What can one do about this dilemma? Firstly, the medical curriculum must be rewritten to acknowledge and reflect the complexity of its subject matter, and we must teach medical students how to manage uncertainty and complexity. There are many excellent approaches they can use, but which they are not familiarized with now.

Secondly, medical registering authorities must pro-actively measure the pulse of what happens in the clinical world, and act before harm is done, and there are excellent ways to approach that as well.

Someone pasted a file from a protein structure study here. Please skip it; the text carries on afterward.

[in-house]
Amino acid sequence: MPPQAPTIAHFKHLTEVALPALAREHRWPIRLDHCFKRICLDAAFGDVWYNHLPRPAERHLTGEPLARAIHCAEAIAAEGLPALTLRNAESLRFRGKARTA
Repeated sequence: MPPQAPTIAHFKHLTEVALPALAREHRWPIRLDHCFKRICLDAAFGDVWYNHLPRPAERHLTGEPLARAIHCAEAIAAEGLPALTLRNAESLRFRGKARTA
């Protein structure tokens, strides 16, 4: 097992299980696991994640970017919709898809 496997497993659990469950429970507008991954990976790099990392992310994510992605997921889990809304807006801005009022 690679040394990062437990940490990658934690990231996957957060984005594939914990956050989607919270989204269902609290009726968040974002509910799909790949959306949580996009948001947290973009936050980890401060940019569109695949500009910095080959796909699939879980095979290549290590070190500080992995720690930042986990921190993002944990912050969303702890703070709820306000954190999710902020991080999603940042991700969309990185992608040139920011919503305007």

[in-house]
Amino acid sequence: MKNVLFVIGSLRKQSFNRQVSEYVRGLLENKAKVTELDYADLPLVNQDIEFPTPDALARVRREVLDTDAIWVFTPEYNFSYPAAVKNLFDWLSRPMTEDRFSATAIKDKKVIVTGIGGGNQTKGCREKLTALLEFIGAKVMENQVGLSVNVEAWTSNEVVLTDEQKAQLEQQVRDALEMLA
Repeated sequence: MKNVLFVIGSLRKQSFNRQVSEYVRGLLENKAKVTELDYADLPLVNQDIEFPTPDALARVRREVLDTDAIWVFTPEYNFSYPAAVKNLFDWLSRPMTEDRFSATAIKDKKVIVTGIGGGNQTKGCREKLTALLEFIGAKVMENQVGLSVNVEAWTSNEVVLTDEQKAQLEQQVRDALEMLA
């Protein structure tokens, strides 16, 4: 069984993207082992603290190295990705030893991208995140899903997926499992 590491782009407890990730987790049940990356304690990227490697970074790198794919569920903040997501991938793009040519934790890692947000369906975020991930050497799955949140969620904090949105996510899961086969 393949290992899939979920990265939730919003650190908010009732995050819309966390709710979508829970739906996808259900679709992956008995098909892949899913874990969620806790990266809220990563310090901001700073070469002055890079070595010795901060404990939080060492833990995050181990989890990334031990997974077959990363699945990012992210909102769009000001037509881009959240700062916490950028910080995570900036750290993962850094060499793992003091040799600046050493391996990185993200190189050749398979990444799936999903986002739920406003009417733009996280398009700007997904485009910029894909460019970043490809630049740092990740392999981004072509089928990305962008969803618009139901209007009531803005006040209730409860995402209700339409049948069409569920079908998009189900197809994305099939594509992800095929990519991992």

Thirdly, patients must take ownership of the fact the tests, prescriptions, or procedures advised to them may not be what they need. As much as some doctors don’t like it, do your research, ask tough questions, and bring along an advocate as a second pair of ears. I was taught in pediatrics always listen to what the mother says, because their impression is never wrong, in the same way, listen to your gut before blindly accepting a diagnosis and treatment. Since mistakes are made, it is perfectly acceptable to ask for a second opinion. Doctors hate that, because it questions their ability and expertise, rather than embrace it to catch mistakes, but, ultimately, the patient lives with the consequences of the decision.